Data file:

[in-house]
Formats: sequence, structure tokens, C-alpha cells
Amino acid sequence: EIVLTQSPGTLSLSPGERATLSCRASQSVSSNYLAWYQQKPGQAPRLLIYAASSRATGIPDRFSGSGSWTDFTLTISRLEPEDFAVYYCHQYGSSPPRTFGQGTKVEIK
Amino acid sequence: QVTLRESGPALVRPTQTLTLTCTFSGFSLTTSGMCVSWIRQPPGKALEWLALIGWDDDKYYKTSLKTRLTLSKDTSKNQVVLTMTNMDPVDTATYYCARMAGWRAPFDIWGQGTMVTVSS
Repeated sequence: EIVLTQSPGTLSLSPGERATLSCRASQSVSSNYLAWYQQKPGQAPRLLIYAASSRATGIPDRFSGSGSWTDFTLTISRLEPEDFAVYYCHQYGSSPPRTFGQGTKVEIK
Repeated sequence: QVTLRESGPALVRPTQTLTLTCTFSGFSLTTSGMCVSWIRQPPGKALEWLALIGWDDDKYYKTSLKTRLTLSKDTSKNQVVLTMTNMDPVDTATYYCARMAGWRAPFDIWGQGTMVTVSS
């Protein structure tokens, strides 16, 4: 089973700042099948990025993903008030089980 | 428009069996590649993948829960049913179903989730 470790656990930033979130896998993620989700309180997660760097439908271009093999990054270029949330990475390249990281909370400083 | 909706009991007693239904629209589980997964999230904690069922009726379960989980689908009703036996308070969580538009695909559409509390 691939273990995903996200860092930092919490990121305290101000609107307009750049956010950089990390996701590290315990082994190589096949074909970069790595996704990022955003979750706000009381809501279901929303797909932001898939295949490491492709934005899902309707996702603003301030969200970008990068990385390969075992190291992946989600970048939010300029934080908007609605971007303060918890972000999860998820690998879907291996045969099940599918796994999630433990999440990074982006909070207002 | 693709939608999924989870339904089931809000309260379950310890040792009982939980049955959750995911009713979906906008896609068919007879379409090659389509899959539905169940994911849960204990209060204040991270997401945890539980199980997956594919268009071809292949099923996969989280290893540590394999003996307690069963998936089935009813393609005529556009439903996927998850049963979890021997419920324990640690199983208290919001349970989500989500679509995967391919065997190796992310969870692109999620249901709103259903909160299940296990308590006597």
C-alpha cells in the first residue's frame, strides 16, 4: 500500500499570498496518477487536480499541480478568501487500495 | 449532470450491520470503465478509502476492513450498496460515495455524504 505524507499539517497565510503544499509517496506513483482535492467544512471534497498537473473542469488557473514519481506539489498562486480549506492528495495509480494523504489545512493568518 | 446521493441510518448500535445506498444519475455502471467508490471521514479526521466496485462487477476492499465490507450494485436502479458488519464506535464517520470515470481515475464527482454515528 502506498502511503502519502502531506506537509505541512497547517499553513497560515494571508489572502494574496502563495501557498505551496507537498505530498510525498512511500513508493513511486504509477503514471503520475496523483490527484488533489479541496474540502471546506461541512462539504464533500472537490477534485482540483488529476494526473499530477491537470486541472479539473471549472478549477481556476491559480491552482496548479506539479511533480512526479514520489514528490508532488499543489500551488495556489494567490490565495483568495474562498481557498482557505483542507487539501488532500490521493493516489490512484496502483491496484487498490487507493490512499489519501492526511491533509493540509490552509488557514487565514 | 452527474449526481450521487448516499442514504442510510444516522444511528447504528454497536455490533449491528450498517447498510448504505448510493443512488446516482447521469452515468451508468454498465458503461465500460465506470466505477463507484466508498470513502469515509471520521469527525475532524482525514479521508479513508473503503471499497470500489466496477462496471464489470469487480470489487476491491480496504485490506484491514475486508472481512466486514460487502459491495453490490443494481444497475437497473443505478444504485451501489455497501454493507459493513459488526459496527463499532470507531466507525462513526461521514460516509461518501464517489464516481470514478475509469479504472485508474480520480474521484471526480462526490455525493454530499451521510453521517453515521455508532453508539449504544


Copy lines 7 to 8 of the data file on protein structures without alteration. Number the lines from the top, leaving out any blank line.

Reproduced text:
């Protein structure tokens, strides 16, 4: 089973700042099948990025993903008030089980 | 428009069996590649993948829960049913179903989730 470790656990930033979130896998993620989700309180997660760097439908271009093999990054270029949330990475390249990281909370400083 | 909706009991007693239904629209589980997964999230904690069922009726379960989980689908009703036996308070969580538009695909559409509390 691939273990995903996200860092930092919490990121305290101000609107307009750049956010950089990390996701590290315990082994190589096949074909970069790595996704990022955003979750706000009381809501279901929303797909932001898939295949490491492709934005899902309707996702603003301030969200970008990068990385390969075992190291992946989600970048939010300029934080908007609605971007303060918890972000999860998820690998879907291996045969099940599918796994999630433990999440990074982006909070207002 | 693709939608999924989870339904089931809000309260379950310890040792009982939980049955959750995911009713979906906008896609068919007879379409090659389509899959539905169940994911849960204990209060204040991270997401945890539980199980997956594919268009071809292949099923996969989280290893540590394999003996307690069963998936089935009813393609005529556009439903996927998850049963979890021997419920324990640690199983208290919001349970989500989500679509995967391919065997190796992310969870692109999620249901709103259903909160299940296990308590006597």
C-alpha cells in the first residue's frame, strides 16, 4: 500500500499570498496518477487536480499541480478568501487500495 | 449532470450491520470503465478509502476492513450498496460515495455524504 505524507499539517497565510503544499509517496506513483482535492467544512471534497498537473473542469488557473514519481506539489498562486480549506492528495495509480494523504489545512493568518 | 446521493441510518448500535445506498444519475455502471467508490471521514479526521466496485462487477476492499465490507450494485436502479458488519464506535464517520470515470481515475464527482454515528 502506498502511503502519502502531506506537509505541512497547517499553513497560515494571508489572502494574496502563495501557498505551496507537498505530498510525498512511500513508493513511486504509477503514471503520475496523483490527484488533489479541496474540502471546506461541512462539504464533500472537490477534485482540483488529476494526473499530477491537470486541472479539473471549472478549477481556476491559480491552482496548479506539479511533480512526479514520489514528490508532488499543489500551488495556489494567490490565495483568495474562498481557498482557505483542507487539501488532500490521493493516489490512484496502483491496484487498490487507493490512499489519501492526511491533509493540509490552509488557514487565514 | 452527474449526481450521487448516499442514504442510510444516522444511528447504528454497536455490533449491528450498517447498510448504505448510493443512488446516482447521469452515468451508468454498465458503461465500460465506470466505477463507484466508498470513502469515509471520521469527525475532524482525514479521508479513508473503503471499497470500489466496477462496471464489470469487480470489487476491491480496504485490506484491514475486508472481512466486514460487502459491495453490490443494481444497475437497473443505478444504485451501489455497501454493507459493513459488526459496527463499532470507531466507525462513526461521514460516509461518501464517489464516481470514478475509469479504472485508474480520480474521484471526480462526490455525493454530499451521510453521517453515521455508532453508539449504544